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  Life   Travel  22 Jul 2017  Where time stands still

Where time stands still

Published : Jul 22, 2017, 12:53 am IST
Updated : Jul 22, 2017, 12:53 am IST

The St. Francis Church in Fort Kochi continues to remain a thing of beauty after being a spectator to the colonial struggle.

A stone beside the tomb says the mortal remains of Gama were taken back to his place.
 A stone beside the tomb says the mortal remains of Gama were taken back to his place.

In the heart of Fort Kochi stands a church painted yellow with a lawn on the courtyard. It may remind you of those colonial churches seen in pictures. We reach the place on a Sunday morning. It seems the Sunday mass just got over. Two people, who look like church caretakers, sit on the chairs outside, engrossed in some discussion. At one corner, a group is busy clicking selfies. It is off-season and hence the place is not so crowded.

We get into the church and feel we have travelled back in time. The floor is tiled with stones. Wooden benches are there in the nave of the church. Punkhas (a type of fan using clothes) are seen on both sides. Look up and one can see chandeliers. What this church has in common with the modern churches are a few ceiling fans. After a few more steps on the aisle, we come across Vasco da Gama's tomb on our right side. A stone beside the tomb says the mortal remains of Gama were taken back to his place.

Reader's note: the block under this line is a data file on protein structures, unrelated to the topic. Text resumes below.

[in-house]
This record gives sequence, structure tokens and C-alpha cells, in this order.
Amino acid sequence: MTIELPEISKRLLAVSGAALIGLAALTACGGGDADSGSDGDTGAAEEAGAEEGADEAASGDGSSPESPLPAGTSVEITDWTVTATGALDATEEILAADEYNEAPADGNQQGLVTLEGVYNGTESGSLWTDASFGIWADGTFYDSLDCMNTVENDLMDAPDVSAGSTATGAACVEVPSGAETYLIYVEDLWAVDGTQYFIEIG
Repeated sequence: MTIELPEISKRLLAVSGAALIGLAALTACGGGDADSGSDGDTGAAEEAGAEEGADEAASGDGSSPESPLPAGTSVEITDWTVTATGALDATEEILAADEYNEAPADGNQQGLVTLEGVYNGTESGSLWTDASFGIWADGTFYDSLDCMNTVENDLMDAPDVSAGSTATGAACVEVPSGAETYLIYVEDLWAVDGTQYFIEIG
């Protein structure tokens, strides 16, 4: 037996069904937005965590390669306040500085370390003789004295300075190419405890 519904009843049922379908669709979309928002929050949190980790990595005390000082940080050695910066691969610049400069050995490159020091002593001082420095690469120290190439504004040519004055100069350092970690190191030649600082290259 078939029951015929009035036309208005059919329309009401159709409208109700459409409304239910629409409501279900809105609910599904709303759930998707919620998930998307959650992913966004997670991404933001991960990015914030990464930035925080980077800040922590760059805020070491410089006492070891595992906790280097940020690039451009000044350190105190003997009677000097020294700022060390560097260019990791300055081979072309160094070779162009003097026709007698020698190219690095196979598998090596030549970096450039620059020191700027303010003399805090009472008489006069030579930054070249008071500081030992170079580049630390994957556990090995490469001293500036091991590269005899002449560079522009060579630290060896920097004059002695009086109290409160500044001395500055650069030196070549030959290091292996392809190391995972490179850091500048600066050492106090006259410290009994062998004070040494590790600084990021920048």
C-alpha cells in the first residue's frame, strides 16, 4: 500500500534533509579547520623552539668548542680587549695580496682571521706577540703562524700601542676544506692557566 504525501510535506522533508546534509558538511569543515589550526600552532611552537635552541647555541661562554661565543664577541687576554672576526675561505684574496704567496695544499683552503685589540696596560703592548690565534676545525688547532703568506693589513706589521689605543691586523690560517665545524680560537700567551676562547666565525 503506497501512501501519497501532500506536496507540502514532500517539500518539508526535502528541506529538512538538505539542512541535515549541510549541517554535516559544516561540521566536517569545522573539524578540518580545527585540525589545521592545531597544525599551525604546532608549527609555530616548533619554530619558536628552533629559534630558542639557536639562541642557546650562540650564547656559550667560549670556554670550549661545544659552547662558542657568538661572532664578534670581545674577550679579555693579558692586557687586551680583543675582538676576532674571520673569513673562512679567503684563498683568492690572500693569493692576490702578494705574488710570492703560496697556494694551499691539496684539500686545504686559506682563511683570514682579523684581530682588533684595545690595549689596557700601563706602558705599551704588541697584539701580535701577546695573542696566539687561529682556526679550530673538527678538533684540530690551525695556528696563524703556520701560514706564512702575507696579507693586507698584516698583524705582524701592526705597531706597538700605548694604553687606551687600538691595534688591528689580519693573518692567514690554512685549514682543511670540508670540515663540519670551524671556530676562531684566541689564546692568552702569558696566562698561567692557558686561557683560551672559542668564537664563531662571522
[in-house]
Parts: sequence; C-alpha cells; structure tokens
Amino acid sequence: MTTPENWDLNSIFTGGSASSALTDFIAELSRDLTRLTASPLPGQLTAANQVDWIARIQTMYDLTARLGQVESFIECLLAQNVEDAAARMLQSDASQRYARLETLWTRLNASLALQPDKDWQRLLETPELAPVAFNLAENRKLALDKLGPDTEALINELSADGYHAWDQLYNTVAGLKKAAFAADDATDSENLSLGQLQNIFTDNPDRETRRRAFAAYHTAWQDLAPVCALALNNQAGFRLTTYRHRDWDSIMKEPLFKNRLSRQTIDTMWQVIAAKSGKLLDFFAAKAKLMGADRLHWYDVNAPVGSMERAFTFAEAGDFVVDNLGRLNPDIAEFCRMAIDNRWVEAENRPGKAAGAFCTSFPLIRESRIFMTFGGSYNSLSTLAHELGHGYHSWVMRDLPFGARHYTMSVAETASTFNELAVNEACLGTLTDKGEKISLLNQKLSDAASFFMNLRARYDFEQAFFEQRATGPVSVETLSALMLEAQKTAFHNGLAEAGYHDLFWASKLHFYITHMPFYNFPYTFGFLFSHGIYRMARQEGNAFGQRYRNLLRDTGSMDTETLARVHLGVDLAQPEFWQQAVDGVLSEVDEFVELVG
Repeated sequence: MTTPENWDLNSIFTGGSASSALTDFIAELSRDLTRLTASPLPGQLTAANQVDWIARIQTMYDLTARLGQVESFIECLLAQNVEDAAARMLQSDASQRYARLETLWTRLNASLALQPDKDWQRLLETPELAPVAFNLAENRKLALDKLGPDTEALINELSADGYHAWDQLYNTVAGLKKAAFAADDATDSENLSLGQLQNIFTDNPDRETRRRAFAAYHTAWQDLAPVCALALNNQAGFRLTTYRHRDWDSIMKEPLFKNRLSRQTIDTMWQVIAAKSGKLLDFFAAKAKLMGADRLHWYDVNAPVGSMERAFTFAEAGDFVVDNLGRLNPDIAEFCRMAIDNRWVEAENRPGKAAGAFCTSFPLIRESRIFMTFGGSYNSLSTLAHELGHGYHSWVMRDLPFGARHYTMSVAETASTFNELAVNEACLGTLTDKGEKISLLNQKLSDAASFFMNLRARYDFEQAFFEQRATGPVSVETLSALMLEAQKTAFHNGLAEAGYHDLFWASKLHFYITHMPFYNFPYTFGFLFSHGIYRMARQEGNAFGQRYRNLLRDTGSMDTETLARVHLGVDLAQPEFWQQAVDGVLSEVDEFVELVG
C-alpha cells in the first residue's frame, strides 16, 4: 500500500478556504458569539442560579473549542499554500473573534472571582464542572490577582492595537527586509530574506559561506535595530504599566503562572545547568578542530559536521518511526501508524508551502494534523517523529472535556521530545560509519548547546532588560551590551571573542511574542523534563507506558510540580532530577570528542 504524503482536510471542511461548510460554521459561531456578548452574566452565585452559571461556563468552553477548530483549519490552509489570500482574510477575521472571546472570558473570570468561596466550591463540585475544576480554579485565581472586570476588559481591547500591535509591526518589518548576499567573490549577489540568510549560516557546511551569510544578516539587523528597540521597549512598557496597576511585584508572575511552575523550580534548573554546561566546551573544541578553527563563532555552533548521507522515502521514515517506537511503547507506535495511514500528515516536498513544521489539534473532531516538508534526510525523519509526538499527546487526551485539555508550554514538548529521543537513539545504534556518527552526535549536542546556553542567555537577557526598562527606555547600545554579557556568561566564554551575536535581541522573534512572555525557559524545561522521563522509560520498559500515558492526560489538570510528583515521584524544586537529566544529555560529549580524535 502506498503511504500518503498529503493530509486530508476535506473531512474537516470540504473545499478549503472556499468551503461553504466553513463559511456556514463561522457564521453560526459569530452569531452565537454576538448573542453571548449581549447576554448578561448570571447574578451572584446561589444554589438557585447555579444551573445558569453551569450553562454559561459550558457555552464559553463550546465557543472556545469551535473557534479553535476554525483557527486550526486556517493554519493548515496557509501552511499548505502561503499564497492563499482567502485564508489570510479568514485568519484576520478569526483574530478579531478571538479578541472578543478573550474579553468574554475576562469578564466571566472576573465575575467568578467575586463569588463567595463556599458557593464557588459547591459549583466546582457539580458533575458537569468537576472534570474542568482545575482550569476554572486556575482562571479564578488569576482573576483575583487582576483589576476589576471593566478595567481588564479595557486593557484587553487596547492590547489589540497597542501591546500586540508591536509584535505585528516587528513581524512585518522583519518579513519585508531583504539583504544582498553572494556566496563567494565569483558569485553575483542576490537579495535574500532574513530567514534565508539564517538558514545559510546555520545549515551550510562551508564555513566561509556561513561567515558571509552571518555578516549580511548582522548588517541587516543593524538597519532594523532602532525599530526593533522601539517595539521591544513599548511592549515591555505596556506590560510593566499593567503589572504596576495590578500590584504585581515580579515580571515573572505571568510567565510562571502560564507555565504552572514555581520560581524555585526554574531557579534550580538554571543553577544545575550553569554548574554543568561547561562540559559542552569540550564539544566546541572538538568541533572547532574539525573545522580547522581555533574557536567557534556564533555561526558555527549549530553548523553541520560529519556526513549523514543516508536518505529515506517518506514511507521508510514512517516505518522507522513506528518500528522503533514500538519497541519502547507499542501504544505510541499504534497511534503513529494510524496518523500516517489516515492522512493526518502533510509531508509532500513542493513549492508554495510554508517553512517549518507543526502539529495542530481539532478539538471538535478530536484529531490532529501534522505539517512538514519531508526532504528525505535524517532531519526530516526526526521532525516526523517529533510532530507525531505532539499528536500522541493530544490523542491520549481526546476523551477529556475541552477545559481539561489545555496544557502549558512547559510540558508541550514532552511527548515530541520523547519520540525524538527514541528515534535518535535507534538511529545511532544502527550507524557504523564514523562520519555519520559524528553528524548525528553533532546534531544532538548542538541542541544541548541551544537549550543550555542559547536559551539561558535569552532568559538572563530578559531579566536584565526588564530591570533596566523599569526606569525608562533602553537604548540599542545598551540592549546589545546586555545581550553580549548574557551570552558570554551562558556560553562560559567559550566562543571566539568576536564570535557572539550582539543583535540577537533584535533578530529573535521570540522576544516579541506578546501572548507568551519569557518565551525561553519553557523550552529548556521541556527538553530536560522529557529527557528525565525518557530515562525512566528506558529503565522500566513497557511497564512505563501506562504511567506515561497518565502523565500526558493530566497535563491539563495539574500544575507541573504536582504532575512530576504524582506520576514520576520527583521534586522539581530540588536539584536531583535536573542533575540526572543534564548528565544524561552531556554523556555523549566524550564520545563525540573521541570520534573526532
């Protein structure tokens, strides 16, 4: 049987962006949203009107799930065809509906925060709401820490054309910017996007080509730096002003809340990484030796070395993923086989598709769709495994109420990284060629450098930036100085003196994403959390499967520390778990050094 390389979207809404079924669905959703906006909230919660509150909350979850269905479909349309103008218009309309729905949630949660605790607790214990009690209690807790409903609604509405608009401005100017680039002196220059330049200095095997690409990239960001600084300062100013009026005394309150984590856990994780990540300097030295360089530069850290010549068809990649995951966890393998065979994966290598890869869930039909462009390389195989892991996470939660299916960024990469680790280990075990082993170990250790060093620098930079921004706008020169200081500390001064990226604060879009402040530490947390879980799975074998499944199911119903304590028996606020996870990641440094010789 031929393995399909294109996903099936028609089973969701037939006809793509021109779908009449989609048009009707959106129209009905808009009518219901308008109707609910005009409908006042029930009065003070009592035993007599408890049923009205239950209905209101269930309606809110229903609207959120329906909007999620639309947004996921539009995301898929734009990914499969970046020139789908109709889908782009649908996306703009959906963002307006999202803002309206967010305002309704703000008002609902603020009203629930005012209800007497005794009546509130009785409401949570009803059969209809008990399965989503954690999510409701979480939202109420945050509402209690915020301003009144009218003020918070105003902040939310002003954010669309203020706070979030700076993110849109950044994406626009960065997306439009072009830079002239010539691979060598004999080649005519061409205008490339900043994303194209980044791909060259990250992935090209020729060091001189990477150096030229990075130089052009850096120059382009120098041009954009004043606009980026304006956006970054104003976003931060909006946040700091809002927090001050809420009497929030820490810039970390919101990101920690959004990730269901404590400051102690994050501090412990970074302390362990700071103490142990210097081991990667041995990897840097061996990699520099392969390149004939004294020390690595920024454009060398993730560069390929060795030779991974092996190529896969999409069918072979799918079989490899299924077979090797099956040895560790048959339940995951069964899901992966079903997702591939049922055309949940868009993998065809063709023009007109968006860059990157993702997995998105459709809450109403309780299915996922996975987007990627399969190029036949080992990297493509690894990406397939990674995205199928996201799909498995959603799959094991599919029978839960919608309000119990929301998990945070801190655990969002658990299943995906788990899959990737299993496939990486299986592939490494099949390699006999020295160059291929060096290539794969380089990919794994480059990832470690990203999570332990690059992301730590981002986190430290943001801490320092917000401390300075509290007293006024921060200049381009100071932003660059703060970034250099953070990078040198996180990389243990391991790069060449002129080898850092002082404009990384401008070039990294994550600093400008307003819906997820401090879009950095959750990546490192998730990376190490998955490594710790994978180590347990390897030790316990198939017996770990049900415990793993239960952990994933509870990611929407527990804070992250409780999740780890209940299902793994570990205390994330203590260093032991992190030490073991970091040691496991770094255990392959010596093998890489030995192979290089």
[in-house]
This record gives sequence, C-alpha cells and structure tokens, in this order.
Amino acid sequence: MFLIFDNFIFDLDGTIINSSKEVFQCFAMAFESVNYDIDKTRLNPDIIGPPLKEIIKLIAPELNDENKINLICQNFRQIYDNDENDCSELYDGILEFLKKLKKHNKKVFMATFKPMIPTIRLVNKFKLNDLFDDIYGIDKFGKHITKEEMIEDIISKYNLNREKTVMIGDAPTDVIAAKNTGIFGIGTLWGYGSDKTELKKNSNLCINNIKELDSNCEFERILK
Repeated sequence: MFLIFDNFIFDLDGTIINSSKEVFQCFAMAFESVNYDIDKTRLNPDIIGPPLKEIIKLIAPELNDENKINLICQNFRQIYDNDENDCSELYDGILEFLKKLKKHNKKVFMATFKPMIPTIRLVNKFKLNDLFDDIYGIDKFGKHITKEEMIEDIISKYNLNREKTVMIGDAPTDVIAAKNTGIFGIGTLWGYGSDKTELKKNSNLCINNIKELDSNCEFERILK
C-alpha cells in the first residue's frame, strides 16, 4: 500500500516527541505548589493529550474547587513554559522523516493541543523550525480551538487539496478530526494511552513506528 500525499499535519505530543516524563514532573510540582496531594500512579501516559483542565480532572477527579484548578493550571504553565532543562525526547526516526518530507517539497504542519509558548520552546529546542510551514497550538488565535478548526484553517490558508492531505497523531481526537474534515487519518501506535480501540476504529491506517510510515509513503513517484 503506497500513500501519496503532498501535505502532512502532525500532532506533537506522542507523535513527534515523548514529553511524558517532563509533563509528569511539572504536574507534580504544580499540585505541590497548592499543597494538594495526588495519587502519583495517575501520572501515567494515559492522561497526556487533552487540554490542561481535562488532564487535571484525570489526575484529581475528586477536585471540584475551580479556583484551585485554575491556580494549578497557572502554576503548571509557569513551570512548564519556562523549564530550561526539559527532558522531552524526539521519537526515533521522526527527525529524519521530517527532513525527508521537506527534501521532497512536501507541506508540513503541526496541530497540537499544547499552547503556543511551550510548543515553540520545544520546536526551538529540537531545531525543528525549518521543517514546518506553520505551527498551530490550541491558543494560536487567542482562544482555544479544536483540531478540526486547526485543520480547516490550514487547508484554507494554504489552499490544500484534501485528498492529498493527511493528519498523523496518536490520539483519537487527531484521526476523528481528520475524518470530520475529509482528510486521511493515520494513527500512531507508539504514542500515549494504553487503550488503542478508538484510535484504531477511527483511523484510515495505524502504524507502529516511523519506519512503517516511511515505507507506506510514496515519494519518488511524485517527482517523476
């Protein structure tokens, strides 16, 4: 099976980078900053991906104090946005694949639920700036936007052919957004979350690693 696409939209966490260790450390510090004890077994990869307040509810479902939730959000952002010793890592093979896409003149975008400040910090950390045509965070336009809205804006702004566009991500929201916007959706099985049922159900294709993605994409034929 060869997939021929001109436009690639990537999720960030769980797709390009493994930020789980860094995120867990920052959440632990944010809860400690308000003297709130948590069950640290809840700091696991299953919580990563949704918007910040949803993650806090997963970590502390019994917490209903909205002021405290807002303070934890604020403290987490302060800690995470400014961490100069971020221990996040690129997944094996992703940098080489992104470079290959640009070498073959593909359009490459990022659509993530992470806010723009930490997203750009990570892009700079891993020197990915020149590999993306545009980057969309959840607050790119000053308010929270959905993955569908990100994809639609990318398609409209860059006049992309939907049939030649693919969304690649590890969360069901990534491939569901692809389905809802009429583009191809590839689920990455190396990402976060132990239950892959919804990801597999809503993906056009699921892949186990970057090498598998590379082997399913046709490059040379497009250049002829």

This church and Gama's life are connected. It is said that Gama was followed by Pedro Alvares Cabral and Afonso de Albuquerque, two Portuguese noblemen, who, with the permission of the Raja of Cochin, built Fort Emmanuel on Fort Kochi beach. Inside the fort, they built a church in the name of St. Bartholomew. Later, Portuguese Viceroy Francisco De Almeida rebuilt the church with stones, presumably with the help of the Franciscan friars. The new church was made in St. Anthony's name.

In 1663, the Dutch, who invaded the place, reconditioned the church and made it government property. Although the British conquered Kochi later, they allowed the Dutch to retain the church. In 1804, the Dutch handed over the church to the Anglican Communion and it is said they made St. Francis the patron saint. The church, which is the oldest European church in India, is now a protected monument. It is owned by the Kochi diocese of the Church of South India.  

After spending some time silently inside the church and going through its history, we leave the church as the silent spectator of the European colonial struggle stands there awaiting new visitors to narrate its story.

Tags: vasco da gama, fort kochi, st. francis church